This meeting, it's kind of unusual. This is a full-court request of the media to back off.

POPPY HARLOW, CNN CORRESPONDENT: Absolutely. They said at the beginning of this press conference, the officials from Newtown, we've never done this before. The message coming from the first selectman, the mayor, the police chief, the superintendent of schools is, please let us heal in our own way. Please let us get through this on our own at our pace on the one-year anniversary, which is Saturday, December 14th.

You were up there covering it, Ashleigh. I was up there. It is tragic every time I go back, it is so sad. They're saying let us do it ourselves.

I want you to listen to why they are asking the media to stay away.


PATRICIA LLODRA, NEWTOWN FIRST SELECTMAN: Well, it's not personal. But we truly are hoping we have provided enough opportunity with the print media and the TV media and particularly the local media to answer questions and give the media the story that I know that the world's going to want to hear on the first anniversary. We're hoping when you leave here today at 12: 00 noon or whenever you leave our community, that you have what you need to satisfy your producers. So that when we say to you, please don't come, I mean, please respect our need to be alone and to be quiet and have that personal time to continue on our journey of grief in the way that serves us.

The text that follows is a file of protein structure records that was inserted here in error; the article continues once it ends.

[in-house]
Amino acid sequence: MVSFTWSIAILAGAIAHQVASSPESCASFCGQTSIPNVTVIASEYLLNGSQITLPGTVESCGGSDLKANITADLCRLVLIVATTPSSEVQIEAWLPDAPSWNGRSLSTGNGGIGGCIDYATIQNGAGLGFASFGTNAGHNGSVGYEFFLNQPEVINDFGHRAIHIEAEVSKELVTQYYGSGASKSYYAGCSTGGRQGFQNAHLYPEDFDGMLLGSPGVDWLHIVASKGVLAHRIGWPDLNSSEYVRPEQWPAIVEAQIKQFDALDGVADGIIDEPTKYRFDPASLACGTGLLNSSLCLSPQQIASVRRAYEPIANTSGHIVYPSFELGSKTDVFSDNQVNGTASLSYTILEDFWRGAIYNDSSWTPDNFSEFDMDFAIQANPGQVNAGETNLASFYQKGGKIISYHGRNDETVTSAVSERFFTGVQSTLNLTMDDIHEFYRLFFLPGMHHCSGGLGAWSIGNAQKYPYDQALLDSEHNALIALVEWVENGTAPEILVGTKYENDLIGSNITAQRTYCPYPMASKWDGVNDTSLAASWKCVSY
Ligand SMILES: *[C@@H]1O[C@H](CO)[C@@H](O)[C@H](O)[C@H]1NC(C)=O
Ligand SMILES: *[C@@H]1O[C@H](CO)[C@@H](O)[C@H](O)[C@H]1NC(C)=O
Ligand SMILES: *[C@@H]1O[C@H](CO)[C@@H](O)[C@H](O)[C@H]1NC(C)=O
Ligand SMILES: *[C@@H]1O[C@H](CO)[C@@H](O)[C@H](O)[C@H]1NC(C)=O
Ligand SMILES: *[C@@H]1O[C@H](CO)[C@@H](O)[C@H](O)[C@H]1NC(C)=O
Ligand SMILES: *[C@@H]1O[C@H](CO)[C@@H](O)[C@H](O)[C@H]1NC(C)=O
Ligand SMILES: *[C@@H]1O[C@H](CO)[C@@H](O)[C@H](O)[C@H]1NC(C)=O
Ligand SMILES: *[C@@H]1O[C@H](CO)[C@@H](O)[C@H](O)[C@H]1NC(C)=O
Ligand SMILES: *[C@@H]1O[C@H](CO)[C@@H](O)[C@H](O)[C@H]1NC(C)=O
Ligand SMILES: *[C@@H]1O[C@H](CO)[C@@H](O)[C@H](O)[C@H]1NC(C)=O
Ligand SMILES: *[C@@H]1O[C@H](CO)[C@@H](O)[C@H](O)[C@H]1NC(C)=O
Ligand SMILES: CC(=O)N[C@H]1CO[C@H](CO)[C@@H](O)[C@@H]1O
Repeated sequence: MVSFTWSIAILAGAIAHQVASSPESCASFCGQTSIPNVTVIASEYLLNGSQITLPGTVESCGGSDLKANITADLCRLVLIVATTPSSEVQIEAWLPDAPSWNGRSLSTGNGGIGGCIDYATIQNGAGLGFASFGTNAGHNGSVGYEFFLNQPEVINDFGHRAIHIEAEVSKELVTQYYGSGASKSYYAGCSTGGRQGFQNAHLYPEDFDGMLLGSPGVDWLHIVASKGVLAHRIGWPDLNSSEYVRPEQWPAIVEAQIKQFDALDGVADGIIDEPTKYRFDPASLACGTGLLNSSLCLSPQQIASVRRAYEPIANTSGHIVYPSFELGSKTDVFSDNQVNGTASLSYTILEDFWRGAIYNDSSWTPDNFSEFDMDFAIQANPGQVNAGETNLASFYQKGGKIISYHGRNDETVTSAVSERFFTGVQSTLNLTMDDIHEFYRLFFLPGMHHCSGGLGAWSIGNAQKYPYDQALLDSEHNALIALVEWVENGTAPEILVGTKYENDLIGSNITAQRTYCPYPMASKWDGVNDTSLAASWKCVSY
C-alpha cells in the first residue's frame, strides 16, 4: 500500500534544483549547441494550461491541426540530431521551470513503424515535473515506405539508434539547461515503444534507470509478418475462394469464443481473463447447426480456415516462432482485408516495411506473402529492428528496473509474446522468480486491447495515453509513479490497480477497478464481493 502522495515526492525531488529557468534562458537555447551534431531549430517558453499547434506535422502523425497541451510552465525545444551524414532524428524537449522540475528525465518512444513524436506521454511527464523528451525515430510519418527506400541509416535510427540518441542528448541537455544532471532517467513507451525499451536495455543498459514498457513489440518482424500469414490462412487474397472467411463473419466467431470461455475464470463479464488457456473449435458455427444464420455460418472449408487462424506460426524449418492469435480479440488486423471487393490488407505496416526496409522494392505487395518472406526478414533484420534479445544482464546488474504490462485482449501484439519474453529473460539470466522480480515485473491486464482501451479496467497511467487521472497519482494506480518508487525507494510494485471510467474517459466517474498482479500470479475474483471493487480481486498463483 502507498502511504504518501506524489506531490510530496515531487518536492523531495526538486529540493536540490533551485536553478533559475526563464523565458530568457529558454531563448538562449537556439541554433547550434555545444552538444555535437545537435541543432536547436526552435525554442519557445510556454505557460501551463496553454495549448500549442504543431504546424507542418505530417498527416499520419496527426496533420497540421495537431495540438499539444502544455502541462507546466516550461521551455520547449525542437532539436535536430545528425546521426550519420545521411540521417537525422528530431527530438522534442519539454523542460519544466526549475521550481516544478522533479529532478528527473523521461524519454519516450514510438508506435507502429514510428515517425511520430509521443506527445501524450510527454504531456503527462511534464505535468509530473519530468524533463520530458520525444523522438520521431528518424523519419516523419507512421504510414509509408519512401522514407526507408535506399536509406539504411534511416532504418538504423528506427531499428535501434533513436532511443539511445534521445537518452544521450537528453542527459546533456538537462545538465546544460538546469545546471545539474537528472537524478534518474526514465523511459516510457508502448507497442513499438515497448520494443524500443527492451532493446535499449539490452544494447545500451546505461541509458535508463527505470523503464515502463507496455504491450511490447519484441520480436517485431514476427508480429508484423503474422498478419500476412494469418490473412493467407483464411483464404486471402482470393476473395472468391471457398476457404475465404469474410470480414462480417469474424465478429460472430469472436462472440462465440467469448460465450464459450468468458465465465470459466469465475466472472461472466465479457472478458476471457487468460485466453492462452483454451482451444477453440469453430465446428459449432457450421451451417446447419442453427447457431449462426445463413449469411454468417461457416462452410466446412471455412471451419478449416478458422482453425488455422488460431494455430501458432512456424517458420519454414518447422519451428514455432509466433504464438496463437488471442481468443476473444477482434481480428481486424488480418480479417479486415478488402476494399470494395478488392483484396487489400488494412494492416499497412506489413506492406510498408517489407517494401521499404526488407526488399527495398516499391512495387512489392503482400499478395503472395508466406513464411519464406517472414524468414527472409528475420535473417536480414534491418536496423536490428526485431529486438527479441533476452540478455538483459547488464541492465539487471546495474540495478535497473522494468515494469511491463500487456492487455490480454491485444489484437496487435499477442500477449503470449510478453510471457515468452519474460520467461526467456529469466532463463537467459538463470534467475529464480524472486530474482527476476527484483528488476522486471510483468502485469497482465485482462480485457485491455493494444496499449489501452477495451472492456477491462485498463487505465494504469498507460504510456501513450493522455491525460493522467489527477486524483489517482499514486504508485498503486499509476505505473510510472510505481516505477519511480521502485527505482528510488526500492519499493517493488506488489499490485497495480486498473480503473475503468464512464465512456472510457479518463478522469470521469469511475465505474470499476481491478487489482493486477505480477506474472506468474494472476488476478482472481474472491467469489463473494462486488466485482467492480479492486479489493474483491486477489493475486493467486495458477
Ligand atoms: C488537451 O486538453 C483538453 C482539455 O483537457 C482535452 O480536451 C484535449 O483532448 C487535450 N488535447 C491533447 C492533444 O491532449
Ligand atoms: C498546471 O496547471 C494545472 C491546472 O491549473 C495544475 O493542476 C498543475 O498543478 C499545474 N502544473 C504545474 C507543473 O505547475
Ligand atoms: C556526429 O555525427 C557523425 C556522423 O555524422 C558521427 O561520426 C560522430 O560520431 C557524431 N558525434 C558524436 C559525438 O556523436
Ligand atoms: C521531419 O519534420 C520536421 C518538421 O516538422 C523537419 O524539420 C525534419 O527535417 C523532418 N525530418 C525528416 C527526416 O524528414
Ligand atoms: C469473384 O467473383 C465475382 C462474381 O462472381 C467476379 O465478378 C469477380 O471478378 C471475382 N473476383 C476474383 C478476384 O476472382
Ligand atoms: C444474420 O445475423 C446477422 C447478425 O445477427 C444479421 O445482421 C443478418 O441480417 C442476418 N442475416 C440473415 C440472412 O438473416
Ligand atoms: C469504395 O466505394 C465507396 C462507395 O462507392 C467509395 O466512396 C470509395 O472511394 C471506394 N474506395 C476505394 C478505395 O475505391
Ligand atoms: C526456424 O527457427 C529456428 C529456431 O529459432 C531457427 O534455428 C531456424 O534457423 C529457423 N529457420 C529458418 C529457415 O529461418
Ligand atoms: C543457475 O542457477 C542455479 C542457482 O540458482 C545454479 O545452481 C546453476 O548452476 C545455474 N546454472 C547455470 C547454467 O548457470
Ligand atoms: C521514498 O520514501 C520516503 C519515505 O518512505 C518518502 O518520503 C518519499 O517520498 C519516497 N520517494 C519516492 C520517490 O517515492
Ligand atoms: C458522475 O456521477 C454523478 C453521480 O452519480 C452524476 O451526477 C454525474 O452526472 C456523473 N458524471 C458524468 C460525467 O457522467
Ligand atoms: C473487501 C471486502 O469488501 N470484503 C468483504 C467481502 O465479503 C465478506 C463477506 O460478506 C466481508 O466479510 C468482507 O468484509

HARLOW: And she said we think you, as the media, can cover the story from where you are. You don't need to be here. She also said you haven't hurt us. We're just asking for time and space to heal. CNN as an organization that has made the decision to stay away from Newtown. We're not going to be there on Saturday. We're going to cover the story but not from there.

BANFIELD: We only have a couple seconds left. But it can't have helped Newtown has come out of a protracted long battle over the 911 tapes.

HARLOW: Right.

BANFIELD: And it was a battle against the media.

HARLOW: It was a battle against media. That did not come up in the press conference. Beautiful things were said. The leader of the Newtown congregational church said, "Newtown is cracked, we are broken, but there is light coming through the cracks and there are beautiful things happening."

BANFIELD: Thank you for that.

It's hard. You have to cover it. The world is, indeed, mourning and watching along with them.

HARLOW: But I think it's right to give them their space.

BANFIELD: I understand you.

Thank you, Poppy Harlow.


BANFIELD: And thanks for watching, everyone. I'm out of time. But AROUND THE WORLD starts next with Suzanne Malveaux and Michael Holmes.